President-elect Donald Trump has proposed eliminating the Alternative Minimum Tax (AMT), a parallel tax that operates alongside the regular income tax. Abolishing this tax could mean more cash flow for families, the population often most often hit hardest with the AMT.

When Congress instituted the AMT in 1969, the goal was to make the tax system more equal. But since the exemption does not rise with the number of dependents, families with children often have to pay additional taxes.

The AMT expands the amount of income that is taxed by adding items that are tax-free and prohibiting many deductions under the regular tax system.

When the calculated total on the required form for the AMT, Form 6251, exceeds the calculated total on a regular tax return form, individuals and households must pay the difference as AMT.

According to the Tax Policy Center, in 2015 families with two children were more than three times more likely to pay AMT than families with no children (5.6% as opposed to 1.8%).

We asked Jack Surgent, MT, CPA, founder and chairman of Surgent CPE, for his take on this statistic, as well as what an eventual repeal of the AMT would mean for American families. “The disparity is even greater with families of three or more kids since they are 4 and a half times more likely to pay AMT as opposed to families with no children (8.1% to 1.8%),” said Jack Surgent. “Similarly, the Alternative Minimum Tax is paid in much higher proportions by married taxpayers and taxpayers in high tax states. An eventual repeal of the AMT would end these seemingly indiscriminate levies and keep that money in the pockets of deserving American families.”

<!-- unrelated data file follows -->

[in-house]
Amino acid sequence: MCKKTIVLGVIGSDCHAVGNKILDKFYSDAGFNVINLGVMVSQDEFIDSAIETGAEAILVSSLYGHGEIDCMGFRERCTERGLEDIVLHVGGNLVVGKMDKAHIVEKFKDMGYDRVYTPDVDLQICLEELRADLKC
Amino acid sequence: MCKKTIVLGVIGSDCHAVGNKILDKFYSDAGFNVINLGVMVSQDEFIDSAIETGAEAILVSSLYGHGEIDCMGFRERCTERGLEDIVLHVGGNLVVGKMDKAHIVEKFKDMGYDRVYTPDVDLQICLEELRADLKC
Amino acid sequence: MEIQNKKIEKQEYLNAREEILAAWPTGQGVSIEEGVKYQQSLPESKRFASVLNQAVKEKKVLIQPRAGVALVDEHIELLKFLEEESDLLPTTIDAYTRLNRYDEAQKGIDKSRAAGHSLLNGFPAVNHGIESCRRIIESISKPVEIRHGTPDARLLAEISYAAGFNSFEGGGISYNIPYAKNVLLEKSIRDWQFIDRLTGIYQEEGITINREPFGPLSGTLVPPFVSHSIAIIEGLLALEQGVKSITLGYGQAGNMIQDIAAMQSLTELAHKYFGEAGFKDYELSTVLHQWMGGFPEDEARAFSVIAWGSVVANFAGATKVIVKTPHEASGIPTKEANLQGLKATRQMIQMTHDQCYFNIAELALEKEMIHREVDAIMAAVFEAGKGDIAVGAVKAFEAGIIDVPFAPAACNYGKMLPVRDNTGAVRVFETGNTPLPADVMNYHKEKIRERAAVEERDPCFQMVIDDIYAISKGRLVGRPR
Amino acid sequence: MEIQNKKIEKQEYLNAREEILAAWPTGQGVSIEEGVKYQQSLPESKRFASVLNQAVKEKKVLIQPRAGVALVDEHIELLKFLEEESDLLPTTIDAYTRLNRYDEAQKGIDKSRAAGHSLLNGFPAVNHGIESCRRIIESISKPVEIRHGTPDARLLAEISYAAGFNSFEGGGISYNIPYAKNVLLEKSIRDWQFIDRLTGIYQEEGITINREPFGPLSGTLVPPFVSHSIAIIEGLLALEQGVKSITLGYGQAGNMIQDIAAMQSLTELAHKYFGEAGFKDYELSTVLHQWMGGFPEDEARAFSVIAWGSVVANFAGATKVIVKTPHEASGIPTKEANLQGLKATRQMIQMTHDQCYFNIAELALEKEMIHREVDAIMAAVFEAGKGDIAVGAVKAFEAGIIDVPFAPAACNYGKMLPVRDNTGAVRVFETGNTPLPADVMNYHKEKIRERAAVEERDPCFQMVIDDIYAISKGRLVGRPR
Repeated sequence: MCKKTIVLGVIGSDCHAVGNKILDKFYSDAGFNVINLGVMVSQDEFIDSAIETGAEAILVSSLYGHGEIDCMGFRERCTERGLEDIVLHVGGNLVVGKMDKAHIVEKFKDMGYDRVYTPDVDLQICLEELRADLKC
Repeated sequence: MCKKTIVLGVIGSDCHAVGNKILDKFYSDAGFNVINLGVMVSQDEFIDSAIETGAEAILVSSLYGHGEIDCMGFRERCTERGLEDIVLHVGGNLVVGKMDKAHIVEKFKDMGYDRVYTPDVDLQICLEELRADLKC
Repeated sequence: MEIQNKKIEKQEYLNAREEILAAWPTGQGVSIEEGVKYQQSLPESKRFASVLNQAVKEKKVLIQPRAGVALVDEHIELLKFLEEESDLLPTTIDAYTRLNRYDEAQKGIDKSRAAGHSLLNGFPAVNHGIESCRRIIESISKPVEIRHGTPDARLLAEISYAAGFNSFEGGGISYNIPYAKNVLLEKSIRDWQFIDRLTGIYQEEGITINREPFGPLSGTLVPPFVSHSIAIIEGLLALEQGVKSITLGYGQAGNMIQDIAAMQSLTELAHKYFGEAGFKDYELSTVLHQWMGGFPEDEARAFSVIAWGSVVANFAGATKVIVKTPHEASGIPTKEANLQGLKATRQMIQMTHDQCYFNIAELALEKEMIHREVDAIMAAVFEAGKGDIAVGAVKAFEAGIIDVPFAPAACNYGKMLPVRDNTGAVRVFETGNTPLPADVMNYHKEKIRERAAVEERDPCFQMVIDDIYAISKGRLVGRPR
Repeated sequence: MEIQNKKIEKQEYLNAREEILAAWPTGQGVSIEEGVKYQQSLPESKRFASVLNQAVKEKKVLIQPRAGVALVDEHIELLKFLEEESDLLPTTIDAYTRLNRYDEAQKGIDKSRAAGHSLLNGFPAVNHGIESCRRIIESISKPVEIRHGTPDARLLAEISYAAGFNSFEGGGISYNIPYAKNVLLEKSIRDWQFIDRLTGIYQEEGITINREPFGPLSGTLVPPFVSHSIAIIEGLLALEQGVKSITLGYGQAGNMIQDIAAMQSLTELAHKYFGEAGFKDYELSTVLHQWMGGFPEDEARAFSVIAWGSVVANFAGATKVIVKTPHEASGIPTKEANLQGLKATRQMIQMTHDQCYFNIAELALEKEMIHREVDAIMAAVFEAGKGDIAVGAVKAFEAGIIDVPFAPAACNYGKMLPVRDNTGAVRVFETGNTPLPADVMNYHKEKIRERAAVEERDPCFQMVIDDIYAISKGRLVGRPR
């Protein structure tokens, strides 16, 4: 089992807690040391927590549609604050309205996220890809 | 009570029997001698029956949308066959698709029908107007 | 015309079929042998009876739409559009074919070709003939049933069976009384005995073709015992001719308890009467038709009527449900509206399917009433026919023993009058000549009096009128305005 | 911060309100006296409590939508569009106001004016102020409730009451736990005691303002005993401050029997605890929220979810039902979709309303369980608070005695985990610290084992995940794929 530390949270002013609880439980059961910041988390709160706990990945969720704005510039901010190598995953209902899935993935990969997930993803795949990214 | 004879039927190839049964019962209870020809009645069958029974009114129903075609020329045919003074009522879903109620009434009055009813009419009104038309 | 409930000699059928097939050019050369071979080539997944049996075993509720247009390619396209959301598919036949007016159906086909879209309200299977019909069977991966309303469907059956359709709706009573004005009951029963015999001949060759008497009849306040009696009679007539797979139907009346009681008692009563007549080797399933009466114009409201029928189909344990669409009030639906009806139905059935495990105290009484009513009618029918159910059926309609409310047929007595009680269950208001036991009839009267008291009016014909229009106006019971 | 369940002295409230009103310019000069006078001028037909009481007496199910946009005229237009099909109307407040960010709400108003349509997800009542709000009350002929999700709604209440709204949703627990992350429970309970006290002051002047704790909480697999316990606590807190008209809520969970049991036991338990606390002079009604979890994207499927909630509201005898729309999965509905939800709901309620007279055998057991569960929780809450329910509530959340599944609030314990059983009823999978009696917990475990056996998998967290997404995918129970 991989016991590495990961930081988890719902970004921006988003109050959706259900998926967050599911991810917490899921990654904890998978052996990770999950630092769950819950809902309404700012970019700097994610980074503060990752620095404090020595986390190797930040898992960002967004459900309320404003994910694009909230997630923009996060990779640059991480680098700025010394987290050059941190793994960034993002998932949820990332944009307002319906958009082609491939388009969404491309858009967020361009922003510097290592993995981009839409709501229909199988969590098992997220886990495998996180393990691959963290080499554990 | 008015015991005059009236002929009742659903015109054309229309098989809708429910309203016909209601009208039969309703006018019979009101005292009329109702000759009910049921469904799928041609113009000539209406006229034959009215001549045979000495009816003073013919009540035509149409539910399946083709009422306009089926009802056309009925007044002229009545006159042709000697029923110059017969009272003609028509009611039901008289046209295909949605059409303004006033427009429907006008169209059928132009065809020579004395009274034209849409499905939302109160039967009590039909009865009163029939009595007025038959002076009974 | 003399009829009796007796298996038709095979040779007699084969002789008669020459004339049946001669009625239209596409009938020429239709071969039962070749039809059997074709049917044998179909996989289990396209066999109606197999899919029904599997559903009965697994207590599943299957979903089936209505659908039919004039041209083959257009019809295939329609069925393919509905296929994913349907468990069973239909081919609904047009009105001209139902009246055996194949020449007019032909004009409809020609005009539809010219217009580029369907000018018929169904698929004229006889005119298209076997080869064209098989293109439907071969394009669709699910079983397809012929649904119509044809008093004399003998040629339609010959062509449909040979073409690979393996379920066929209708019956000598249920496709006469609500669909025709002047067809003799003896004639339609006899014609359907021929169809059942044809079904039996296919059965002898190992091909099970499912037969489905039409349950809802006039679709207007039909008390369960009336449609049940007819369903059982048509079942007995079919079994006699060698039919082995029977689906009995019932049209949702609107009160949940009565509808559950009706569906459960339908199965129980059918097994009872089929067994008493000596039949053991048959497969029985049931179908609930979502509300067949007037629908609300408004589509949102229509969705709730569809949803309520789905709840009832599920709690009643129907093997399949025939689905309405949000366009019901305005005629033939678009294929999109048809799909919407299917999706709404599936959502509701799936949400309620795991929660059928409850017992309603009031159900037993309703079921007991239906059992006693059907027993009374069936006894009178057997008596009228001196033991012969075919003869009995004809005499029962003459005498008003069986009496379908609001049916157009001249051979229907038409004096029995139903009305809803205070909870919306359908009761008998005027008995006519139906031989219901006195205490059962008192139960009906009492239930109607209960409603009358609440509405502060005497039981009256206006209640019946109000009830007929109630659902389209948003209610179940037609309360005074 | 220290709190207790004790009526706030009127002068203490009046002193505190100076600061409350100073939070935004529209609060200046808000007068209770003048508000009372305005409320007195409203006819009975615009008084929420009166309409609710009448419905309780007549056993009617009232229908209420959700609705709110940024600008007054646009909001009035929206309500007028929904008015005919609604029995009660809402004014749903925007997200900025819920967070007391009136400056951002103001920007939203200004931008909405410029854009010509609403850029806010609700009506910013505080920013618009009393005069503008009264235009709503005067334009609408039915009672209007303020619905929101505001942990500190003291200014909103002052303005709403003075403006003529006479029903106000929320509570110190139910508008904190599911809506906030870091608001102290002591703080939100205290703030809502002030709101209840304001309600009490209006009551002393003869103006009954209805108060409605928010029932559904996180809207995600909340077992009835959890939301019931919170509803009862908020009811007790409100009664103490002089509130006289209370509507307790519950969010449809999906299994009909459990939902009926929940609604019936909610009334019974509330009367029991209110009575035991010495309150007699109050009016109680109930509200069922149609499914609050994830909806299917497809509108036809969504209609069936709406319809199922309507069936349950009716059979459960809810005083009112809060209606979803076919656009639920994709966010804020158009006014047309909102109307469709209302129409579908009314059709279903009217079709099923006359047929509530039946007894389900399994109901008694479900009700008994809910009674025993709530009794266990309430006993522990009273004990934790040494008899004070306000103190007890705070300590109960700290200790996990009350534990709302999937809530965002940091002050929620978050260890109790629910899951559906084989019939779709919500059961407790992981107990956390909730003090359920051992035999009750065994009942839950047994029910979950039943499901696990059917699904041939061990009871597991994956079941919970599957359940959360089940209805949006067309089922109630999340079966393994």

Every tax practitioner should be aware of the mechanics of the Alternative Minimum Tax (AMT). Even when the taxpayer ultimately pays the regular tax, it is often unclear during the client interview whether the AMT applies or not.

The AMT continues to be one of the most difficult concepts in the Code, though it may be eliminated.

Nick Spoltore is Director of Tax & Advisory Content for Surgent Professional Education. Mr. Spoltore is a graduate of the University of Notre Dame and of Delaware Law School.  Before joining Surgent Professional Education, Nick practiced tax and business law at the firm of Heaney, Kilcoyne in Pennsylvania and also in Delaware.

Surgent CPE courses cover the very latest information in federal tax requirements. Stay up-to-date with Surgent’s In-Depth Understanding of the AMT for Individuals on-demand webcast. To register, visit our In-Depth Understanding of the AMT for Individuals page.

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